They’re accusing the moderate Democrat of blocking an immigration registry in the budget bill.
Charging that Democratic U.S. Rep. Stephanie Murphy is trying to block help for immigrants in the Democrats’ $1.75 trillion budget bill, a coalition of immigration advocates including Venezuelan leader William Diaz and Democratic U.S. Rep. Carlos Guillermo Smith are going after her.
The coalition sent a letter to Murphy earlier this week expressing dismay that the moderate from Winter Park would be, in their view, leading Democratic House opposition to an immigration item in the Build Back Better Act. They urged her to “change course and champion” the provision and the bill.
The letter includes a not-so-veiled threat to pull support if she does not.
Murphy declared in September that she opposed the budget reconciliation bill, which at that time was for $3.5 trillion for various social and climate resilience programs sought by the President Joe Biden administration. Murphy said she supported much of the bill, but she has been critical of some specific spending and tracing provisions. She has been involved in House negotiations. Despite the bill’s price tag being cut in half and other changes, she has not announced a change of her “no” vote position.
Meanwhile she’s been inundated with pressure from organizations on both the left and right, with numerous TV commercials running in the Orlando market urging her to vote yes or to vote no.
Add to that, now, a coalition of immigration reform advocates seeking inclusion of an immigration registry and citizenship provision. The provision would allow some immigrants to be recognized for potential citizenship initiatives, and to qualify to enroll for medical coverage through the Affordable Care Act.
Earlier this fall, the Senate Parliamentarian blocked potential inclusion of broader immigration reform in the bill as not pertinent. However, House Democrats pushed funding for the registry as a lighter way to provide help to up to millions of undocumented workers nationwide who arrived prior to 2010, including many Venezuelan, Haitian, Nicaraguan, and other refugees who settled in Florida, and who are seeking some permanent residency through various programs.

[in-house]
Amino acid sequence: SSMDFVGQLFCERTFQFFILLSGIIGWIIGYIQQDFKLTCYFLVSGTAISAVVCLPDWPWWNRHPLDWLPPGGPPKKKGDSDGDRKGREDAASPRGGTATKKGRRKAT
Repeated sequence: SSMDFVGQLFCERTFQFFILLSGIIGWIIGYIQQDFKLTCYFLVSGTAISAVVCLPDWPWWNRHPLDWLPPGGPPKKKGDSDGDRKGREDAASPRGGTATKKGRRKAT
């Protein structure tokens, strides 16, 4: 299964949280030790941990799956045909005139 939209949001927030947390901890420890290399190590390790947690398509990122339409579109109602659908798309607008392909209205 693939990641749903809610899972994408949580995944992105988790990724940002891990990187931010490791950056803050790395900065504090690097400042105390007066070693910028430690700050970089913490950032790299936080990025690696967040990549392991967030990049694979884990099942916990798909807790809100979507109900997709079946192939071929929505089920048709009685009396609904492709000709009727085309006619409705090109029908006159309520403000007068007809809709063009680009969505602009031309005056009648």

Murphy’s office did not immediately respond Thursday to a Florida Politics inquiry about the coalition’s letter.
Diaz, founder of Casa de Venezuela-Orlando, said he initially wrote to Murphy and received a couple of responses from her staff, including one which stated, “We are not blocking anything. We are asking for more clarification and information on the proposal that was submitted to the caucus last week.”
Diaz said that sounded like a political cop-out and did not reflect Murphy’s actions, saying she pushed for the registry to be dropped from the bill. He called on Murphy to publicly declare her support for the registry through a tweet or public statement.
“They say one thing and then she acts in another direction. It’s terrible,” he said.
Murphy is herself an immigrant who benefited from America’s refugee policies. When she was an infant, her family fled communist Vietnam by boat, and were rescued at sea by the U.S. Navy. She often tells that story in her campaigns.
“We are dismayed at reports you are leading an effort to block immigration ‘registry’ in the House Budget bill which would provide a path to citizenship for millions of immigrants, including immigrants with temporary protected status or TPS, Dreamers and essential workers,” the letter declares. “You are harming the economy of Florida and playing games with the lives of Venezuelans, Haitians and other TPS holders across Florida, including your own district.”
The provision they seek was removed from the bill, then restored earlier this week.
The coalition includes Diaz, a leading Florida advocate for Venezuelan immigrants who over the years has stood with both Republican and Democratic allies; Smith, a three-term Democratic Representative from Orlando who is of Peruvian descent; Orange County School Board Member Johana Lopez; the Rev. Jose de Jesus Palmar; and representatives of the Immigration Partnership & Coalition Fund, the Venezuelan American Alliance; and other immigration and community groups throughout Central Florida, plus some signatories who are listed as her constituents.
Murphy’s Florida’s 7th Congressional District covers Seminole County and parts of northern and central Orange County, including neighborhoods in southern Seminole and central and eastern Orange that have large, mixed Hispanic populations.
“If you block a path to citizenship for us, with deepest respect, our families and our communities, we will not forget,” the letter reads.
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